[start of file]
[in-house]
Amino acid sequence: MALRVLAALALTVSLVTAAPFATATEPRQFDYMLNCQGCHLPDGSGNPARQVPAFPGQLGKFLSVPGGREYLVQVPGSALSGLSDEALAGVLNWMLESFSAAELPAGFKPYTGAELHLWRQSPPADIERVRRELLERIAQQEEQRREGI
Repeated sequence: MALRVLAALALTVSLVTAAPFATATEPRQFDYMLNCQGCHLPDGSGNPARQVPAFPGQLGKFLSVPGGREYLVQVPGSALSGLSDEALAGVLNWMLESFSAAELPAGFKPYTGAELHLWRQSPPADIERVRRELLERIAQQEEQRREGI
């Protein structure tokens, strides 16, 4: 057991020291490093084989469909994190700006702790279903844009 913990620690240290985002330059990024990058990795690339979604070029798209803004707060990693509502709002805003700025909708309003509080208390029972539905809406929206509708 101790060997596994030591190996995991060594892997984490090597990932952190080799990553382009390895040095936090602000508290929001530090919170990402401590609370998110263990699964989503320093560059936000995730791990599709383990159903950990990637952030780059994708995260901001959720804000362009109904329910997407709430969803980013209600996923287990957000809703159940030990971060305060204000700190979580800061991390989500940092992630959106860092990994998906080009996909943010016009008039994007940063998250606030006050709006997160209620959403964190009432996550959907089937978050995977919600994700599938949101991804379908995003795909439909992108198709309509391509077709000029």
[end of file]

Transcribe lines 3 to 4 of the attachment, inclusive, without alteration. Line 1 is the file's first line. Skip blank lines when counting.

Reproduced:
Repeated sequence: MALRVLAALALTVSLVTAAPFATATEPRQFDYMLNCQGCHLPDGSGNPARQVPAFPGQLGKFLSVPGGREYLVQVPGSALSGLSDEALAGVLNWMLESFSAAELPAGFKPYTGAELHLWRQSPPADIERVRRELLERIAQQEEQRREGI
């Protein structure tokens, strides 16, 4: 057991020291490093084989469909994190700006702790279903844009 913990620690240290985002330059990024990058990795690339979604070029798209803004707060990693509502709002805003700025909708309003509080208390029972539905809406929206509708 101790060997596994030591190996995991060594892997984490090597990932952190080799990553382009390895040095936090602000508290929001530090919170990402401590609370998110263990699964989503320093560059936000995730791990599709383990159903950990990637952030780059994708995260901001959720804000362009109904329910997407709430969803980013209600996923287990957000809703159940030990971060305060204000700190979580800061991390989500940092992630959106860092990994998906080009996909943010016009008039994007940063998250606030006050709006997160209620959403964190009432996550959907089937978050995977919600994700599938949101991804379908995003795909439909992108198709309509391509077709000029």